For many of us, it wouldn’t be summer without a few casual evenings spent at Spring Mobile Ballpark, laughing with friends, eating hotdogs and thrilling at the crack of bat to ball as we celebrate the American pastime.
The same holds true in cities — and small towns — across America. We love professional baseball and the seeming miracles that emerge from it. How could we not cheer on Los Angeles Angels outfielder Mike Trout, who after a brief stint last spring with the Salt Lake Bees, will start in Tuesday’s Major League Baseball All-Star Game, just four years after beginning his career in the Rookie League in Tempe, Ariz.?
More InsideKurt Kragthorpe is a sports columnist for The Salt Lake Tribune. Read today’s column in the Sports section. > C1
Dream-come-true stories such as Trout’s are irresistible, regardless of where you live.
Columnist Kurt Kragthorpe confirmed as much in the past two weeks as he traveled the country, attending a game in each of the seven cities with teams that make up the Angels system. Salt Lake City and Orem are among those locales, but he also visited North Little Rock, Ark.; Burlington, Iowa; Tempe; and San Bernardino and Anaheim, Calif.
His "Seven Levels of Angels" series, which debuts today in Sports and continues each day through July 21, depicts just how unlikely it is that a player who started this summer with the Orem Owlz will ever make it to the Salt Lake Bees, let alone the Angels.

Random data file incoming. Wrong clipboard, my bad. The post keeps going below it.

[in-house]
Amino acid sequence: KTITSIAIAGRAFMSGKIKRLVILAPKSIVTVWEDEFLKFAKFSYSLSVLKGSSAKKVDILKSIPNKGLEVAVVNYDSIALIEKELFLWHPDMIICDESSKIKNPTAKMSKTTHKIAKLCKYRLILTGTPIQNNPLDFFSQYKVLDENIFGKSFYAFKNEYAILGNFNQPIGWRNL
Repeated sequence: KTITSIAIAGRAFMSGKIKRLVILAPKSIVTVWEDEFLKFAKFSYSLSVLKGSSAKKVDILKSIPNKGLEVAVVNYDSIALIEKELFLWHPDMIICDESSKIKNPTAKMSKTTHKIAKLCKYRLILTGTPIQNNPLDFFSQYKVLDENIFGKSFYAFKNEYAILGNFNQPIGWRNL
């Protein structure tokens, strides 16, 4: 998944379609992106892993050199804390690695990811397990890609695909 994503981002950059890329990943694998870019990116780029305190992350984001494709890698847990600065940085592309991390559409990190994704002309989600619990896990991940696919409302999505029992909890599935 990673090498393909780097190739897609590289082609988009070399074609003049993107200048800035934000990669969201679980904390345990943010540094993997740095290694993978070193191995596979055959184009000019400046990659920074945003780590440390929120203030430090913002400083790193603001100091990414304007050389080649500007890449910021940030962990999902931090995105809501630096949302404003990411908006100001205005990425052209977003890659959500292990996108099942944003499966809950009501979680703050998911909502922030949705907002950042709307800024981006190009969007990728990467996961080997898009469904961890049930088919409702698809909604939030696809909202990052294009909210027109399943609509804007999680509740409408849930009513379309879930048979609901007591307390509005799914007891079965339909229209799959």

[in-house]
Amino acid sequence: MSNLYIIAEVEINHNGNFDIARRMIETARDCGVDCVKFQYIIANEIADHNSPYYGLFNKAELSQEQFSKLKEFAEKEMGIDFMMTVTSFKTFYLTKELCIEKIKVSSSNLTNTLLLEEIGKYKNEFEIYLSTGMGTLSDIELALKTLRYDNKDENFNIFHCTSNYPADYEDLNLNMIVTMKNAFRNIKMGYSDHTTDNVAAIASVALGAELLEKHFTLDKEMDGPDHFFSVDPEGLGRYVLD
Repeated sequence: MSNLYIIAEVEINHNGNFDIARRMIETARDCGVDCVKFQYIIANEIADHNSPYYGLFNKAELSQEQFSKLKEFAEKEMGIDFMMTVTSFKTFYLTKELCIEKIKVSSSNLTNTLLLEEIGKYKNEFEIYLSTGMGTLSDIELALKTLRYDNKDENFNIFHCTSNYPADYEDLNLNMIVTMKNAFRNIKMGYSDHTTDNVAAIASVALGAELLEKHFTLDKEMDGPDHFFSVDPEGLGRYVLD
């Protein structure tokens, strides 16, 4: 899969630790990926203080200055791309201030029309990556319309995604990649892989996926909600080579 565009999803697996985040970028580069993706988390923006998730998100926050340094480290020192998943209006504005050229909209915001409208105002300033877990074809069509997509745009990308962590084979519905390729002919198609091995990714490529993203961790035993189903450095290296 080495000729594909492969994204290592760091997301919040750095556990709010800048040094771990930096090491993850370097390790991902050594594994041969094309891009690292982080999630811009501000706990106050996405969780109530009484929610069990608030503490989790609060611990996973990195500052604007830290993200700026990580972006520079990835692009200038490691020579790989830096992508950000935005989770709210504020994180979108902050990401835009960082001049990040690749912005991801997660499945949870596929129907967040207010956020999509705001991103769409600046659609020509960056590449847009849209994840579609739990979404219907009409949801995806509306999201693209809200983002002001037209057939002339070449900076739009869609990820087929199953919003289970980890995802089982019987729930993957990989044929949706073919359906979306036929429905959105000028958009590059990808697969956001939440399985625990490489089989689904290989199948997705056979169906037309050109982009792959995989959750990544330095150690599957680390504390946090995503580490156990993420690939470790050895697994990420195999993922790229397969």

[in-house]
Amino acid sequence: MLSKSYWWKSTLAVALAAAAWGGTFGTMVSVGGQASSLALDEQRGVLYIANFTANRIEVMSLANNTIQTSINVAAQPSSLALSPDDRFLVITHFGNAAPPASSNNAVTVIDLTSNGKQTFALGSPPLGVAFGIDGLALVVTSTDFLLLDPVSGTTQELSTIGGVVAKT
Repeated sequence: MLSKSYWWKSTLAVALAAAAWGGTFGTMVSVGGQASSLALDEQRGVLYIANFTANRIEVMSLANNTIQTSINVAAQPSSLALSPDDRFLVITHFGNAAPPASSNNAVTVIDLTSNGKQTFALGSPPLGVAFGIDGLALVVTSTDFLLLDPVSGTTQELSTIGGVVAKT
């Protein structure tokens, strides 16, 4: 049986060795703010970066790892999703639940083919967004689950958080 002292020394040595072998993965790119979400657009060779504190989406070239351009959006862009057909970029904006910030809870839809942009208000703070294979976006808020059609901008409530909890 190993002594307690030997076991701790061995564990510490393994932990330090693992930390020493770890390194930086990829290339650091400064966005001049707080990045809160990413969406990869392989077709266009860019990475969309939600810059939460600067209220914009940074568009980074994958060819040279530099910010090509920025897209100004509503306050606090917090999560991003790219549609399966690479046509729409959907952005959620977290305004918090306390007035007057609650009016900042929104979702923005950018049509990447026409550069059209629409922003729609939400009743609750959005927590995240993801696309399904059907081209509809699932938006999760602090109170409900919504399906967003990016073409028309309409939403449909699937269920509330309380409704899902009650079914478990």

Yet it also reveals the commitment and dedication that enable minor league teams at every level to find niches in the communities in which they operate and thrive.
Kragthorpe’s road trip at one point put him on a Greyhound bus from North Little Rock to Burlington; there’s no easy way to travel the 550 miles between the two.
He helped stadium operations interns pick up trash after an Arkansas Travelers game before spending the night in the apartment the interns share adjacent to right field of North Little Rock’s Dickey-Stephens Park.
When Kragthorpe finally made it to Angels Stadium in Anaheim last weekend, he found himself standing in the dugout "feeling as if I had made it to the big leagues myself, after having made all these stops in the minors," he said.
His journey is worth following. I think you’ll find Kragthorpe’s "Seven Levels" series as irresistible as the teams he writes about.
They’re stories that may just get you to a Bees or an Owlz game if you haven’t already been to one this summer.
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